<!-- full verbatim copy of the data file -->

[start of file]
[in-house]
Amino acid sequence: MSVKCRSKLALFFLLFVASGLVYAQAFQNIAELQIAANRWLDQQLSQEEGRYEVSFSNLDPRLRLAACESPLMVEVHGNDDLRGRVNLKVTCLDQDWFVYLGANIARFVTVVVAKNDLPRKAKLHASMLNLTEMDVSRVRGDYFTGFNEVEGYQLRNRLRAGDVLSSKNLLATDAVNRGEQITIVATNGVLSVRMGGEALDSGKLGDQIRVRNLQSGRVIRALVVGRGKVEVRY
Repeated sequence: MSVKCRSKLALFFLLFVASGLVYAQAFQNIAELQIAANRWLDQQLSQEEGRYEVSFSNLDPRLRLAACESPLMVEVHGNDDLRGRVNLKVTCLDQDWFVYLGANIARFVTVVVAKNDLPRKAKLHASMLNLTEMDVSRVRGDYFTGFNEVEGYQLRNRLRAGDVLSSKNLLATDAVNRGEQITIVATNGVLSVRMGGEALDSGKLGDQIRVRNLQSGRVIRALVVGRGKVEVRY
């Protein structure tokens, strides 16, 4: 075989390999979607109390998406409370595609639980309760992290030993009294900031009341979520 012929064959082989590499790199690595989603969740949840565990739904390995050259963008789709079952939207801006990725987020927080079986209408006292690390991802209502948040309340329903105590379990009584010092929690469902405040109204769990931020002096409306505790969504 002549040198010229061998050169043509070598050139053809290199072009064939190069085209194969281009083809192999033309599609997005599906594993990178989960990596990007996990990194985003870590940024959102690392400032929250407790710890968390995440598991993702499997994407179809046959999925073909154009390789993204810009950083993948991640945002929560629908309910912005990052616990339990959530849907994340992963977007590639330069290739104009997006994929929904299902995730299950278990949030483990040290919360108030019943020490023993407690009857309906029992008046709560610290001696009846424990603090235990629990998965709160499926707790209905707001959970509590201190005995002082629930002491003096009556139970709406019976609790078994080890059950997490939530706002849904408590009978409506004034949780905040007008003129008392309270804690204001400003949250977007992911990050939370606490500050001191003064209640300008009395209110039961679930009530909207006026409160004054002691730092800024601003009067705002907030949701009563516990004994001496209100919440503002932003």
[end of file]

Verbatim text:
[in-house]
Amino acid sequence: MSVKCRSKLALFFLLFVASGLVYAQAFQNIAELQIAANRWLDQQLSQEEGRYEVSFSNLDPRLRLAACESPLMVEVHGNDDLRGRVNLKVTCLDQDWFVYLGANIARFVTVVVAKNDLPRKAKLHASMLNLTEMDVSRVRGDYFTGFNEVEGYQLRNRLRAGDVLSSKNLLATDAVNRGEQITIVATNGVLSVRMGGEALDSGKLGDQIRVRNLQSGRVIRALVVGRGKVEVRY
Repeated sequence: MSVKCRSKLALFFLLFVASGLVYAQAFQNIAELQIAANRWLDQQLSQEEGRYEVSFSNLDPRLRLAACESPLMVEVHGNDDLRGRVNLKVTCLDQDWFVYLGANIARFVTVVVAKNDLPRKAKLHASMLNLTEMDVSRVRGDYFTGFNEVEGYQLRNRLRAGDVLSSKNLLATDAVNRGEQITIVATNGVLSVRMGGEALDSGKLGDQIRVRNLQSGRVIRALVVGRGKVEVRY
């Protein structure tokens, strides 16, 4: 075989390999979607109390998406409370595609639980309760992290030993009294900031009341979520 012929064959082989590499790199690595989603969740949840565990739904390995050259963008789709079952939207801006990725987020927080079986209408006292690390991802209502948040309340329903105590379990009584010092929690469902405040109204769990931020002096409306505790969504 002549040198010229061998050169043509070598050139053809290199072009064939190069085209194969281009083809192999033309599609997005599906594993990178989960990596990007996990990194985003870590940024959102690392400032929250407790710890968390995440598991993702499997994407179809046959999925073909154009390789993204810009950083993948991640945002929560629908309910912005990052616990339990959530849907994340992963977007590639330069290739104009997006994929929904299902995730299950278990949030483990040290919360108030019943020490023993407690009857309906029992008046709560610290001696009846424990603090235990629990998965709160499926707790209905707001959970509590201190005995002082629930002491003096009556139970709406019976609790078994080890059950997490939530706002849904408590009978409506004034949780905040007008003129008392309270804690204001400003949250977007992911990050939370606490500050001191003064209640300008009395209110039961679930009530909207006026409160004054002691730092800024601003009067705002907030949701009563516990004994001496209100919440503002932003």